Sailors took sham brides to boost pay, US says
MIAMI — Eight U.S. sailors at a Florida navy station fraudulently married Polish and Romanian women in order to collect extra housing allowances, according to federal charges filed on Tuesday.
The women did not live with their Navy husbands, but used the sham marriages to apply for U.S. citizenship, U.S. Attorney Paul Perez said in a news release.
The sailors, seven of whom are still in the Navy, were all stationed at the Mayport naval station in northeast Florida.
They were charged with conspiracy, marriage fraud and making false claims to the government to collect $35,000 worth of extra housing allowances.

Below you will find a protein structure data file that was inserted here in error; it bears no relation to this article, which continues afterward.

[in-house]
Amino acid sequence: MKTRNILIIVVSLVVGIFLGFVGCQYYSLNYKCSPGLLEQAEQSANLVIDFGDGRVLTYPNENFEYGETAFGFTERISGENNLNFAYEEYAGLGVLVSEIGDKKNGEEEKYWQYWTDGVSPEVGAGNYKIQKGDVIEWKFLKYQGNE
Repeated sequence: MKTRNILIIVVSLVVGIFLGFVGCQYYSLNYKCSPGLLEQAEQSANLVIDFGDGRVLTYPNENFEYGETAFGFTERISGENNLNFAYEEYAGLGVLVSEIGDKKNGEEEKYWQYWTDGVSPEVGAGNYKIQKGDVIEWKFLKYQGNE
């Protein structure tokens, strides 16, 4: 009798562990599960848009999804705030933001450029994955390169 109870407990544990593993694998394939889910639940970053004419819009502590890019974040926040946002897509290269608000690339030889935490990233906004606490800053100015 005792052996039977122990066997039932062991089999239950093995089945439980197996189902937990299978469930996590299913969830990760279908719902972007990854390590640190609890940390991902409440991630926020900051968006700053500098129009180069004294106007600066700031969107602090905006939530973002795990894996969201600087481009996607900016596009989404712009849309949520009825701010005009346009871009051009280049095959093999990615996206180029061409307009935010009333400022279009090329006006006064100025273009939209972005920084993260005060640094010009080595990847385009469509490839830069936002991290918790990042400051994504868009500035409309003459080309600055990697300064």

The tax-free allowances for off-base housing are based partly on marital status and number of dependents.
A federal probe began in September when a sailor told the Naval Criminal Investigative Service that another sailor offered him the extra housing allowance in exchange for marrying a Polish woman. He said the sailor who acted as matchmaker collected $6,000 from the bride.
The sailors were assigned to the USS John F. Kennedy, an aircraft carrier, and the USS Simpson, a frigate. Five assigned to the Kennedy were in custody on Tuesday and warrants were issued for the others. If convicted, they face up to five years in prison on each count.
Investigators could not immediately be reached for comment on whether the women were charged with crimes but said their immigration status was under investigation.